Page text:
RESIDENTS who sparked a change in British television licensing for the Royal Wedding have been featured by the BBC.
The residents at Muir’s Fusilier Court sheltered housing scheme helped ensure current licence regulations will be lifted on May 19th, when Prince Harry and Meghan Markle tie the knot in front of millions of TV viewers.
While most residents have television sets in their rooms - and licences - the communal area at Fusilier Court in Bury does not currently have a TV, or a licence.
Rules suggested they must fork out £150.50 to get a new yearly licence for the pleasure of watching in a communal room where they wanted to enjoy watching the historic event together.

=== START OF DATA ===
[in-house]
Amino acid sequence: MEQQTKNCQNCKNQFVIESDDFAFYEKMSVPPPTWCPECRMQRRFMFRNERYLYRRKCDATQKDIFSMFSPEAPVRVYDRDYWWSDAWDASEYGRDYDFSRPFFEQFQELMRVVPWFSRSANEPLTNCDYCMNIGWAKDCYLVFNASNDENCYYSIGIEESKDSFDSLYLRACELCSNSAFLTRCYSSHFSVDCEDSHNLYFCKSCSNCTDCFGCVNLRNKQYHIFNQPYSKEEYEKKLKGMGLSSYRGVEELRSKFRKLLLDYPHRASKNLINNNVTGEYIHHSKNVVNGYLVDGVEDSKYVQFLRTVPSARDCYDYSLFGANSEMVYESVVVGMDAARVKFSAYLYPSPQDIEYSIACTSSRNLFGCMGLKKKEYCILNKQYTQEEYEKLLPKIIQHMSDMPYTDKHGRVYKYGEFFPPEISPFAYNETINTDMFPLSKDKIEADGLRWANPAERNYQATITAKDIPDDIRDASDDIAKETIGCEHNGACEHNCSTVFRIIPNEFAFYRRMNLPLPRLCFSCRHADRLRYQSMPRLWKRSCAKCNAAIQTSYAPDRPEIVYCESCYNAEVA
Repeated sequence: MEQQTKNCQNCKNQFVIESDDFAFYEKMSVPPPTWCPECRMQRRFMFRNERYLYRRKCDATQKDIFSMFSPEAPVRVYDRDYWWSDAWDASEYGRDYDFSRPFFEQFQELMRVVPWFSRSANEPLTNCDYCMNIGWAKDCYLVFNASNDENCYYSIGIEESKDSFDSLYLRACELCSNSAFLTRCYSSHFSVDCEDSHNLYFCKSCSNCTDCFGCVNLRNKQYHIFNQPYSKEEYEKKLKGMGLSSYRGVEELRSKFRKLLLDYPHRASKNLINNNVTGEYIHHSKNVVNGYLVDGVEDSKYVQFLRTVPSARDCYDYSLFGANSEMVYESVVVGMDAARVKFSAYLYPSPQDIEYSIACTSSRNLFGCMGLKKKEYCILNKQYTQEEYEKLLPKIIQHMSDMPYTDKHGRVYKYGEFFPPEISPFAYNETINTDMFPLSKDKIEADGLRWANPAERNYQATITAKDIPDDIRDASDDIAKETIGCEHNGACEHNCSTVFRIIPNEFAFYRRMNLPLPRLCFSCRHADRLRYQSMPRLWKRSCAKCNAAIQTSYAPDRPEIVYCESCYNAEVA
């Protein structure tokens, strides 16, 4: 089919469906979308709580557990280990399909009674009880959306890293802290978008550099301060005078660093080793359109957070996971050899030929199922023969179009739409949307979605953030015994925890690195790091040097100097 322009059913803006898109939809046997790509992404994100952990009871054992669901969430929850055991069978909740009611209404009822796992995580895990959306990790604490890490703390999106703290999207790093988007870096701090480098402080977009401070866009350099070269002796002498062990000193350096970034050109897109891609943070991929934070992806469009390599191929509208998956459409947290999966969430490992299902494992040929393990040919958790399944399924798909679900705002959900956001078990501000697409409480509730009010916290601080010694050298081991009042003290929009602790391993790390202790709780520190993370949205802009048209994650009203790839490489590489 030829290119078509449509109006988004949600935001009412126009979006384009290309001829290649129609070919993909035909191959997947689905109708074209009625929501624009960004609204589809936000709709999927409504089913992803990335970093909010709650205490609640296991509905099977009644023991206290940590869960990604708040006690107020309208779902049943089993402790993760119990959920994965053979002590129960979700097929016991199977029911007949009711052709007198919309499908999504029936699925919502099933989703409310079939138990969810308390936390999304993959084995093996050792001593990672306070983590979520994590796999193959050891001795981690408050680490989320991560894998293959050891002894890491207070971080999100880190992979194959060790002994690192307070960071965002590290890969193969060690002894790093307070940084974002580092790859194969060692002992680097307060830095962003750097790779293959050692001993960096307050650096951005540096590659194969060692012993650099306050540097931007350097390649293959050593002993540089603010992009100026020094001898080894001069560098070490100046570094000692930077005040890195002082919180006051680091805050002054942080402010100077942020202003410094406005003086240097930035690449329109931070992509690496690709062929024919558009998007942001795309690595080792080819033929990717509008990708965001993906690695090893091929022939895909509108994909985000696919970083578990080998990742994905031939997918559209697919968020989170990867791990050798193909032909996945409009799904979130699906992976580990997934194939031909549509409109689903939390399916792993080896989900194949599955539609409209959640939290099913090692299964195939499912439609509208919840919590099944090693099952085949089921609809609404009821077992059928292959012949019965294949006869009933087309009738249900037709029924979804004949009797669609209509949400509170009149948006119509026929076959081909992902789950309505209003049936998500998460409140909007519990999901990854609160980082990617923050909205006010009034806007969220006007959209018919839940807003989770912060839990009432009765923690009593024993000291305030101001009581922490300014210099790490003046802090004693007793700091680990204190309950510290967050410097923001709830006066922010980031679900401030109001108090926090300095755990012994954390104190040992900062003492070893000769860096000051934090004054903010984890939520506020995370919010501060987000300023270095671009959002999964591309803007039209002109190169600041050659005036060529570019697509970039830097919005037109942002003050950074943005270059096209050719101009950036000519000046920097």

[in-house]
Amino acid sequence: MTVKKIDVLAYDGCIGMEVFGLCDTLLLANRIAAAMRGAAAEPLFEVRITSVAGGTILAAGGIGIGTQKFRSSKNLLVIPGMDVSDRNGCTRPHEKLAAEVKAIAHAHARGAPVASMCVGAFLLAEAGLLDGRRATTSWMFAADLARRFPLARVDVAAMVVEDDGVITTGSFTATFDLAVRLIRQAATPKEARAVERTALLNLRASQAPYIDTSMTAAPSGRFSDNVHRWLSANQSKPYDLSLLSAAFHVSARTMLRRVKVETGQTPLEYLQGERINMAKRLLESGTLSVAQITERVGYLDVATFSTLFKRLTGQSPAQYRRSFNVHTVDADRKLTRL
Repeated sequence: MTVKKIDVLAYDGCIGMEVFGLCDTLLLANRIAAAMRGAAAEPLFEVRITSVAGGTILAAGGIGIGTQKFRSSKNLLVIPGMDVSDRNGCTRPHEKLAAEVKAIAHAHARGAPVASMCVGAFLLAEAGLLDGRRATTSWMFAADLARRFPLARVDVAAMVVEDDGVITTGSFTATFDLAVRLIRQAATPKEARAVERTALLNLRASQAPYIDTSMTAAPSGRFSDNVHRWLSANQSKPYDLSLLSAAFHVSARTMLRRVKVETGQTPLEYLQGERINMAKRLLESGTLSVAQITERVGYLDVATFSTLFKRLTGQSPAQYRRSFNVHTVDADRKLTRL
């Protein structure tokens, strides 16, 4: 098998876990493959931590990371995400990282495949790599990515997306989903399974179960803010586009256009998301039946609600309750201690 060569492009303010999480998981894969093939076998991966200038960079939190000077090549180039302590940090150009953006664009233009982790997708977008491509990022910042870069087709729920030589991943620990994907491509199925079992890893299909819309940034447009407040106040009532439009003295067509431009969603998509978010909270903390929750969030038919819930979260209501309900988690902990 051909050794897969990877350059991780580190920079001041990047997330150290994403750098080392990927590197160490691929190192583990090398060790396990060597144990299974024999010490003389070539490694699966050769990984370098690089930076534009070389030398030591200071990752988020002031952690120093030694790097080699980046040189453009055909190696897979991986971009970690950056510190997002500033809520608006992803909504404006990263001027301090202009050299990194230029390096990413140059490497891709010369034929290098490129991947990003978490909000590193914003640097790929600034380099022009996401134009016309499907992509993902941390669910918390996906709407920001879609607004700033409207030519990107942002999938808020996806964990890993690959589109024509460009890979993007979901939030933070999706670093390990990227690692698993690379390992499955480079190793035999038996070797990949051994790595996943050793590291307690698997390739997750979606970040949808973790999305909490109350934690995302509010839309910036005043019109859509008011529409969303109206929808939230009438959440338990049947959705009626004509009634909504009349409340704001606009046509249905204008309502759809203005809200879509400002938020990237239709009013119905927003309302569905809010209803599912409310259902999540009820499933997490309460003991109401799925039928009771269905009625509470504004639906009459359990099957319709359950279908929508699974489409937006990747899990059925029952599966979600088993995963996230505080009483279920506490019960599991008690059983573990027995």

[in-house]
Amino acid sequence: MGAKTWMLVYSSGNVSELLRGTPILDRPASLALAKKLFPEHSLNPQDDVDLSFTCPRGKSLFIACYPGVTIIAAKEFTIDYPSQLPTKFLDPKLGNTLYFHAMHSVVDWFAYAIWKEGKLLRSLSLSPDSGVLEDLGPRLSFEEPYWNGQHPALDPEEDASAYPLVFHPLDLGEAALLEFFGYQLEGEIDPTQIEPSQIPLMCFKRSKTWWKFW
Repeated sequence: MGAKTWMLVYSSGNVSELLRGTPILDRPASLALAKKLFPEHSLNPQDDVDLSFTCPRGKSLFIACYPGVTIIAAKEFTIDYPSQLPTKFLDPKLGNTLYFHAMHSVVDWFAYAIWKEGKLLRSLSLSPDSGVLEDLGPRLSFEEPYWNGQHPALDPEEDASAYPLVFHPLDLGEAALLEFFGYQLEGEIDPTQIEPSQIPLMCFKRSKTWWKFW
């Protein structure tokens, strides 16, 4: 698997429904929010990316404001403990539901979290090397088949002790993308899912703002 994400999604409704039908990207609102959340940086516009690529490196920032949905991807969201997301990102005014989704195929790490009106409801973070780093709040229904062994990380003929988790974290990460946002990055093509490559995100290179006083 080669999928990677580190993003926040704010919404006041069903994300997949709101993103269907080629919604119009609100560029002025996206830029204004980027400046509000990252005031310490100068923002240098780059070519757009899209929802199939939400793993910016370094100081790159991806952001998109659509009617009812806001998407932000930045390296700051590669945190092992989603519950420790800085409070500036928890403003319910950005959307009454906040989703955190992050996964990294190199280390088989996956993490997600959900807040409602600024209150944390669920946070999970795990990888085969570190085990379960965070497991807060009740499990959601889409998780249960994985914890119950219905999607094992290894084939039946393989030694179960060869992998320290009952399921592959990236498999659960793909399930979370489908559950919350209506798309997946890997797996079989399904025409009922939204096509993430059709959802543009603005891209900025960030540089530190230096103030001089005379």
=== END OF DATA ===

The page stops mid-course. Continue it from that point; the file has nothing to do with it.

However, after enlisting the help of Bury MP, James Frith, the BBC has lifted its licence laws for the day – meaning communities across the UK can now watch the Royal Wedding in communal areas without having to pay the annual fee.
Residents have since been featured on BBC Radio Manchester during presenter, Phil Trow’s, April 29th show.
Click on the video to watch Muir residents, Christine Lister, Margaret Morgan, Sylvia Dunn and Mike Jones being interviewed by BBC reporter, James Ali.